My new motto: Festina lente

Festina Lente 1

Two weeks ago I stood before this beautiful door in the Uffizi, in Florence. Uffizi means “offices” because what is today the world’s greatest museum started as the offices built by the family that ran Florence, and sometimes Europe: the Medici.

The upper panel on the door above shows the Medici’s crest, six “balls” (including the blue one on top), which shows up on buildings all over Florence. But it’s the lower panel that got me immersed in a long and fascinating conversation.

Here is that lower panel up close. It shows a tortoise with a mast on its back. The mast used to have a sail. It’s a picture of a sailing tortoise, in other words.

Festina Lente 2

Why did the Medici put a sailing tortoise on their doors? Because it was their visual take on Festina Lente.

Festina Lente is Latin and means “hasten slowly”. It’s whence we get our idiom “make haste slowly”, and the Germans their “Eile mit Weile”. The tortoise, you see, is really busy. It has a purpose and a direction (where it sailing); but it’s still a tortoise, and it has no time to waste by going quickly in the wrong direction. So it’s moving slooowly. But it arrives.

Octavian, later Augustus, was the first to adopt Festina Lente as a motto. He hated speed without precision just as much as he hated lack of urgency or direction. The motto obviously served him rather well. He visualized the idea as a dolphin and an anchor; but I like the sailing tortoise better.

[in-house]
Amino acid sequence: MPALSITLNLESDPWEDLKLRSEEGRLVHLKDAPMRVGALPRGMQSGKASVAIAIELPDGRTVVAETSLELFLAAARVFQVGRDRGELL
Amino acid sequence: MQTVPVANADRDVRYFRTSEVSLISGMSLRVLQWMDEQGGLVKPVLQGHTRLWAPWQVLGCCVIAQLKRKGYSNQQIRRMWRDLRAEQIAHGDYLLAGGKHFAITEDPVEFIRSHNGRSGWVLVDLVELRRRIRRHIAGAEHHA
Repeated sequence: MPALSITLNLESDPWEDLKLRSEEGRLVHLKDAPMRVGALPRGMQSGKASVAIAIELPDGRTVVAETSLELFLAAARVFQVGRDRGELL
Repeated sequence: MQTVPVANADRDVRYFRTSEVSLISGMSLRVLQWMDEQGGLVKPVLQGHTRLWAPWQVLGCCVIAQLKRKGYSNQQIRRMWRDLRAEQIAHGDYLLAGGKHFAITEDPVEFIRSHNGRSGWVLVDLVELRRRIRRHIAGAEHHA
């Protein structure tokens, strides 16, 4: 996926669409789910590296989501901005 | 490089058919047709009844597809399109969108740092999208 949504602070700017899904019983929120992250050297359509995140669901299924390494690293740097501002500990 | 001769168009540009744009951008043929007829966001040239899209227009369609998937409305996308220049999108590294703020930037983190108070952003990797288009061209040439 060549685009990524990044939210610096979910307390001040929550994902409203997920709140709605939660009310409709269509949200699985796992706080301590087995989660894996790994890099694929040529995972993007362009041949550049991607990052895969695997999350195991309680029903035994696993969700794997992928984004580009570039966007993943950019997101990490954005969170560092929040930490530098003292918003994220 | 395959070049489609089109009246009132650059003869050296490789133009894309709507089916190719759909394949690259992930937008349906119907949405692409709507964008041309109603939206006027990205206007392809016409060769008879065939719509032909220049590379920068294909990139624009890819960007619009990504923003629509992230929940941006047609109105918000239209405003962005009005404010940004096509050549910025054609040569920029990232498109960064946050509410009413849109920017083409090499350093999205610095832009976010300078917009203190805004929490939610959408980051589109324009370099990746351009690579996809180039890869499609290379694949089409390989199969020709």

Festina Lente is what I already had in mind five years ago, when I blogged about “slowing down to save time”. But now the sentiment has become even more important to me, because in my new job I have become busier. I simply don’t have time anymore to go fast.

Trojan/Roman Aeneas: the historical big picture


What was Virgil trying to accomplish in writing his Aeneid, perhaps the greatest poem in history?

That’s the question I want to try to answer in this post.

(Since the Aeneid merits several posts, I’ll get into what its hero, Aeneas, meant for the development of Western ideas about heroism in a subsequent post.)

I propose that to answer the question, we need to understand something about

  1. Virgil’s own time, and
  2. All of history (ie, ≈1,250 years between the Trojan War and Emperor Augustus), as viewed by Romans in Virgil’s time.

1) Virgil’s own time

Publius Vergilius Maro was born in 70 BCE in the northern part of what we now call Italy, which was then still considered part of Gaul. He probably became a Roman citizen only at the age of 21, when Julius Caesar extended civic rights to the region.

Virgil was thus born in the middle of the century-long Roman Revolution, a time when the old Republic disintegrated — first gradually, then suddenly — as strongmen seized power and fought one another, murdering and terrorizing much of the population in the process. Virgil lived through several rounds of civil war. He was a scholar and spent some of these years in the relative peace of Naples. But the constant and often arbitrary slaughter terrified everybody at the time, including him.

Octavian (Augustus)

Out of that chaos, like a Lotus flower out of pond muck, rose Octavian, later known as Emperor Augustus. Virgil was in Octavian’s social circle and began writing the Aeneid as Octavian consolidated his power, following his naval victory over Mark Antony and Cleopatra at Actium in 31 BCE.

Shrewd and subtle, Octavian was careful to avoid the mistakes of his great-uncle and adoptive father, Julius Caesar, who had begun to resemble a king — a dirty word to the Romans — and was murdered. So Octavian never called himself a king, but a princeps — “first head,” as in leading citizen (whence our word prince).